Bjørn Lomborg is a well-known media personality who argues that there are more important priorities than reducing emissions to limit global warming. In a recent controversy centering on him, the Australian government (known for its contradictory position on climate change) offered the University of Western Australia (UWA) $4 million to make Lomborg professor – which UWA first accepted, but then after massive protest from its staff and students refused. The Australian government was quick to label it a “freedom of speech” issue that Lomborg should get a university position, and vowed to find another university that would host him. However, free speech doesn’t guarantee everyone a university position; there are also academic qualifications required.
Guest commentary from Jonny McAneney
You heard it here first…
Back in February, we wrote a post suggesting that Greenland ice cores may have been incorrectly dated in prior to AD 1000. This was based on research by Baillie and McAneney (2015) which compared the spacing between frost ring events (physical scarring of living growth rings by prolonged sub-zero temperatures) in the bristlecone pine tree ring chronology, and spacing between prominent acids in a suite of ice cores from both Greenland and Antarctica. The main conclusion was that ice core dates, in particular those ice cores relied upon the Greenland Ice Core Chronology 2005 (GICC05), such as the NEEM S1 core, were too old by approximately seven years during the 6th and 7th centuries AD.
Last month, in an excellent piece of research (Sigl et al., 2015) by a collaboration including Earth scientists, dendrochonologists, and historians, the chronology of the Greenland North Eemian Ice Drilling core (NEEM) has been reassessed and re-dated, confirming that such an offset does indeed exist in the GICC05 timescale below AD 1000. The clinching evidence was provided by linking tree-ring chronologies to ice cores through two extraterrestrial events…
- M.G.L. Baillie, and J. McAneney, "Tree ring effects and ice core acidities clarify the volcanic record of the first millennium", Climate of the Past, vol. 11, pp. 105-114, 2015. http://dx.doi.org/10.5194/cp-11-105-2015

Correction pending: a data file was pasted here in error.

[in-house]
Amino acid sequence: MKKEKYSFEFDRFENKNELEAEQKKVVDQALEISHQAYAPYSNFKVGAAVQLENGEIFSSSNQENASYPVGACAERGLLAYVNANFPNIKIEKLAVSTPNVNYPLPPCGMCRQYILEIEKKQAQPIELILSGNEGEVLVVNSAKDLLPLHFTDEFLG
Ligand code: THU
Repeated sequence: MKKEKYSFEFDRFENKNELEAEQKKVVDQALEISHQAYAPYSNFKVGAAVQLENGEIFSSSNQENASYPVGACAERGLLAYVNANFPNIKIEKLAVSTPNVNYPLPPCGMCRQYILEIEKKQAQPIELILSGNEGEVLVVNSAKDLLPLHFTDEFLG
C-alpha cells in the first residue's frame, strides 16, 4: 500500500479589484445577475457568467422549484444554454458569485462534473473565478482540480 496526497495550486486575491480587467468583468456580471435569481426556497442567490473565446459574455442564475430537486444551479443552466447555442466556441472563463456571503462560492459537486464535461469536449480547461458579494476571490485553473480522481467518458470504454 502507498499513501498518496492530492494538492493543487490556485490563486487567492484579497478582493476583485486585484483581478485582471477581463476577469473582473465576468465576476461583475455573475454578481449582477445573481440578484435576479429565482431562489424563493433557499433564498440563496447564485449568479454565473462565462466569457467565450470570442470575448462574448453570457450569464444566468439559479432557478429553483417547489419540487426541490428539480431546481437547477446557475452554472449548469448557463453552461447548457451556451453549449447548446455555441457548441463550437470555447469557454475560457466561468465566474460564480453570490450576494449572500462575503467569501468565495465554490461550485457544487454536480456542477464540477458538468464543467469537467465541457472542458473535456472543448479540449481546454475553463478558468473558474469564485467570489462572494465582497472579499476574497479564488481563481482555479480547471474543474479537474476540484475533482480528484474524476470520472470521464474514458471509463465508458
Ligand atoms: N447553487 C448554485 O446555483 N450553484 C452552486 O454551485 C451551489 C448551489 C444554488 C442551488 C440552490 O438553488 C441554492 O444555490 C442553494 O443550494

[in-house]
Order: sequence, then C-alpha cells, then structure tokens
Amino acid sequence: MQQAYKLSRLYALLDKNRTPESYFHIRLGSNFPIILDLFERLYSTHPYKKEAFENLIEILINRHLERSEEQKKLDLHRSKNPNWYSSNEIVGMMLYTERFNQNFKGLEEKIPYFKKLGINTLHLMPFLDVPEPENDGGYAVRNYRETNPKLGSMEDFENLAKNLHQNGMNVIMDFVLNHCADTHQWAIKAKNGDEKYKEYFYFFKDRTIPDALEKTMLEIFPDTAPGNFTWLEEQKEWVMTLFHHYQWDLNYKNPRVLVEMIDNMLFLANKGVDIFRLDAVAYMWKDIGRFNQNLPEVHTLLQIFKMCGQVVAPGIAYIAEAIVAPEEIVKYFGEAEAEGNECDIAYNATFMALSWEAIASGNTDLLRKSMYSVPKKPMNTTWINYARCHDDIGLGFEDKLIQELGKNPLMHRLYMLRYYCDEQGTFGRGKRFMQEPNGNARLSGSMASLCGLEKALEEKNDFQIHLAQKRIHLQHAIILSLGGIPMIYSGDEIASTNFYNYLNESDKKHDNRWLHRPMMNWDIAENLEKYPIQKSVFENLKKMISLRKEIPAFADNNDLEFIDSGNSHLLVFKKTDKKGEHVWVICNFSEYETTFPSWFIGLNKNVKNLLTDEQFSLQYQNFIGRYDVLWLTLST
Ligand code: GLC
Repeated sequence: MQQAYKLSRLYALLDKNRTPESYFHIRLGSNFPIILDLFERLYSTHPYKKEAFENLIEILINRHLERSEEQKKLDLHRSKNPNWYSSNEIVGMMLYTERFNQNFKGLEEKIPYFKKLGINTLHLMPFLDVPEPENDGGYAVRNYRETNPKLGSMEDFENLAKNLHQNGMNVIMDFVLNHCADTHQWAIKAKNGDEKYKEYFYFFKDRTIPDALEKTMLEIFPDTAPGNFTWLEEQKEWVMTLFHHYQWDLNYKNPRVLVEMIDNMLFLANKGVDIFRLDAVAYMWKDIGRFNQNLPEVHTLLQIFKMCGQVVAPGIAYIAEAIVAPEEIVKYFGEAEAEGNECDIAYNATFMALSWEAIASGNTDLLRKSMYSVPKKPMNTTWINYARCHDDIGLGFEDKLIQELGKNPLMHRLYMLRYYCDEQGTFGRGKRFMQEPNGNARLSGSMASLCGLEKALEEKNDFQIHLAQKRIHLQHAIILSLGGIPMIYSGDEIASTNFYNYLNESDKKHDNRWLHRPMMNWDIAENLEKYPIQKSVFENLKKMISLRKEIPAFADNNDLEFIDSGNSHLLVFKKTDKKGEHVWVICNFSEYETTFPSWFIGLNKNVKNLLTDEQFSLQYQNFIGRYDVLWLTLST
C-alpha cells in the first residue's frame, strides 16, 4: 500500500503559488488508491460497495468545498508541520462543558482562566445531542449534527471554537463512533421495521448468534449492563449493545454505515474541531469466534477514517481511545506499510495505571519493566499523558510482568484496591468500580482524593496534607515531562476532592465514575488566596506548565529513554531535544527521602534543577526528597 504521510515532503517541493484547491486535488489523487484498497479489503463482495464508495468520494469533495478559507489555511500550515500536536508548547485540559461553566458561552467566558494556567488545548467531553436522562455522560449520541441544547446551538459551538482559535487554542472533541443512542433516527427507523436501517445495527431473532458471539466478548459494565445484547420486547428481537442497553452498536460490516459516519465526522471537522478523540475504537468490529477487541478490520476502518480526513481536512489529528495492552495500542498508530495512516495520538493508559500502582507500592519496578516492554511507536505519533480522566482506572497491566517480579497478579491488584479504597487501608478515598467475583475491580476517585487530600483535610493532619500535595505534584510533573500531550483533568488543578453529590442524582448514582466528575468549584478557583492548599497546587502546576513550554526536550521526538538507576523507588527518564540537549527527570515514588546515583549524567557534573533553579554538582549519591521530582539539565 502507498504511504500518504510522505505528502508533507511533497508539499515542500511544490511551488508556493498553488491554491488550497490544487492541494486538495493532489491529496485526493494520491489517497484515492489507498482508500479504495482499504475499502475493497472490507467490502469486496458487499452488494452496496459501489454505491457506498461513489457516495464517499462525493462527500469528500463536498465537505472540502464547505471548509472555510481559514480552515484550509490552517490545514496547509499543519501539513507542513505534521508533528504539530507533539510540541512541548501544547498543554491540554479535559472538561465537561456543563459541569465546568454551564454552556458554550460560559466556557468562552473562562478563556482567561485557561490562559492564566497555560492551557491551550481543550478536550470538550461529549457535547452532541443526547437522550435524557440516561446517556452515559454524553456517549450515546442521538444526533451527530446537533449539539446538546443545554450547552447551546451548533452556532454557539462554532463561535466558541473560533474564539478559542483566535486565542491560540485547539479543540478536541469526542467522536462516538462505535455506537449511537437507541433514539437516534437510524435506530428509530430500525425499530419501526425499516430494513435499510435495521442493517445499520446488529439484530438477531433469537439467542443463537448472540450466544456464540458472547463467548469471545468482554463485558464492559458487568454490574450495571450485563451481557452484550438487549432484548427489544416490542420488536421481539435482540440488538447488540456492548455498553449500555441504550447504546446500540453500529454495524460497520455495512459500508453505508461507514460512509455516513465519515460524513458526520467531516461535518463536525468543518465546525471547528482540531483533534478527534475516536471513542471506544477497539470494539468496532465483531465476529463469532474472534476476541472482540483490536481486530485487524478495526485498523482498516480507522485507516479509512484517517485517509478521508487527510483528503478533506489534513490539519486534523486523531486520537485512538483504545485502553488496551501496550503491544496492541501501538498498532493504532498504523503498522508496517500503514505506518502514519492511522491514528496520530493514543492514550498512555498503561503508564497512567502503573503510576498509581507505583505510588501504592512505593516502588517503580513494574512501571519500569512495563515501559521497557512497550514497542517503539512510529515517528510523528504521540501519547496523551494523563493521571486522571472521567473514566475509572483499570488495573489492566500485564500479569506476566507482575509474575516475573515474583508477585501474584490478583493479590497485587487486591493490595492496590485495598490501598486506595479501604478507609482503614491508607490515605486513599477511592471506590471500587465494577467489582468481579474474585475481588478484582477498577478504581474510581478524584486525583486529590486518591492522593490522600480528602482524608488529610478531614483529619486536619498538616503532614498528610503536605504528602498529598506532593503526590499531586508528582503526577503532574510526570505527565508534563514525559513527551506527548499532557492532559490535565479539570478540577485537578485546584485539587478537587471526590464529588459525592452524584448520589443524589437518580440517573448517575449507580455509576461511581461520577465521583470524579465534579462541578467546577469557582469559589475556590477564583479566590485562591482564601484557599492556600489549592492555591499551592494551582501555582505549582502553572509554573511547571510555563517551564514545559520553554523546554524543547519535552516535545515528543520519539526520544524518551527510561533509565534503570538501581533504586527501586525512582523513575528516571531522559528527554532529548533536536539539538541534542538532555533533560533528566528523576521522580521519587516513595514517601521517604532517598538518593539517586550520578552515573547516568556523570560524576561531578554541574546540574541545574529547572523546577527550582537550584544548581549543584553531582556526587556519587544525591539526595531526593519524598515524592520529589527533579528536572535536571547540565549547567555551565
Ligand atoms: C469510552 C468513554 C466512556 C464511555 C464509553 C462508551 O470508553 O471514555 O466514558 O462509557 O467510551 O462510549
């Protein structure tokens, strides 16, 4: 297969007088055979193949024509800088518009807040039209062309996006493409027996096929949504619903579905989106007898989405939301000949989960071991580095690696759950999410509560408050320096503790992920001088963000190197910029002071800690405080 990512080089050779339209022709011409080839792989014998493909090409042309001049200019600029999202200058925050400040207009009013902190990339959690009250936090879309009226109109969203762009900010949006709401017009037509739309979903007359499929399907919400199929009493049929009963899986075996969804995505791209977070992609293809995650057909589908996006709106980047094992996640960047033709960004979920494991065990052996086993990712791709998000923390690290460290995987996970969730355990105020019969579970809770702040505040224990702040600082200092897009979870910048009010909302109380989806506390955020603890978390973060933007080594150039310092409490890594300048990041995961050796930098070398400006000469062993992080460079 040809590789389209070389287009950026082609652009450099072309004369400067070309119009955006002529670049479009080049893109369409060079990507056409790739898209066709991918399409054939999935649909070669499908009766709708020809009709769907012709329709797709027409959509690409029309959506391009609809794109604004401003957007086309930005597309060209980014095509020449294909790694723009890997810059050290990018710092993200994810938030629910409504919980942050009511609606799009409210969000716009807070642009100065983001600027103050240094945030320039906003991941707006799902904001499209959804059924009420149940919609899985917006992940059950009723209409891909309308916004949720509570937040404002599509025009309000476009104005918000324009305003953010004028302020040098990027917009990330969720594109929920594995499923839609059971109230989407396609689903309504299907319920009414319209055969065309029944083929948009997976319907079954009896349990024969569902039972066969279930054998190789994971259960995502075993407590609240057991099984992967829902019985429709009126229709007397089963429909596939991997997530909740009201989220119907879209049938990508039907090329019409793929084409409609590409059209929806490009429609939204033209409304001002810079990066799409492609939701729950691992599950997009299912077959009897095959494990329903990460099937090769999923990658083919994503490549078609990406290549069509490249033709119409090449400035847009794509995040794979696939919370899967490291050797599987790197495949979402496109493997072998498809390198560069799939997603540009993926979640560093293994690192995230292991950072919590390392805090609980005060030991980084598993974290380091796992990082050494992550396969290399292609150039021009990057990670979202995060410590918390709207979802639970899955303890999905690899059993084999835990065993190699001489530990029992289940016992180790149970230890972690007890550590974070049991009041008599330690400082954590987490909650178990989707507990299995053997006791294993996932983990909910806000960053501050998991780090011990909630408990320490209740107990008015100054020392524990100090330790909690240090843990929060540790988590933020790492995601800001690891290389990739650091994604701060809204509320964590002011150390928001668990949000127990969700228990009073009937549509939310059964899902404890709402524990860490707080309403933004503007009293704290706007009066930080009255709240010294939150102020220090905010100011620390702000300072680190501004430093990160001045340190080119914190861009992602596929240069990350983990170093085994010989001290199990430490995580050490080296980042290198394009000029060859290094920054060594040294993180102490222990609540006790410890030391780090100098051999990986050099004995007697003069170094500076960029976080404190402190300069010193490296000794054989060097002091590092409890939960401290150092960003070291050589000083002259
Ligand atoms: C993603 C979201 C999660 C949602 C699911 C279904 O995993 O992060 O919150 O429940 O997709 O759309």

- B.M. Vinther, H.B. Clausen, S.J. Johnsen, S.O. Rasmussen, K.K. Andersen, S.L. Buchardt, D. Dahl-Jensen, I.K. Seierstad, M. Siggaard-Andersen, J.P. Steffensen, A. Svensson, J. Olsen, and J. Heinemeier, "A synchronized dating of three Greenland ice cores throughout the Holocene", J. Geophys. Res., vol. 111, 2006. http://dx.doi.org/10.1029/2005JD006921
- M. Sigl, J.R. McConnell, L. Layman, O. Maselli, K. McGwire, D. Pasteris, D. Dahl-Jensen, J.P. Steffensen, B. Vinther, R. Edwards, R. Mulvaney, and S. Kipfstuhl, "A new bipolar ice core record of volcanism from WAIS Divide and NEEM and implications for climate forcing of the last 2000 years", Journal of Geophysical Research: Atmospheres, vol. 118, pp. 1151-1169, 2013. http://dx.doi.org/10.1029/2012JD018603
- M. Sigl, M. Winstrup, J.R. McConnell, K.C. Welten, G. Plunkett, F. Ludlow, U. Büntgen, M. Caffee, N. Chellman, D. Dahl-Jensen, H. Fischer, S. Kipfstuhl, C. Kostick, O.J. Maselli, F. Mekhaldi, R. Mulvaney, R. Muscheler, D.R. Pasteris, J.R. Pilcher, M. Salzer, S. Schüpbach, J.P. Steffensen, B.M. Vinther, and T.E. Woodruff, "Timing and climate forcing of volcanic eruptions for the past 2,500 years", Nature, vol. 523, pp. 543-549, 2015. http://dx.doi.org/10.1038/nature14565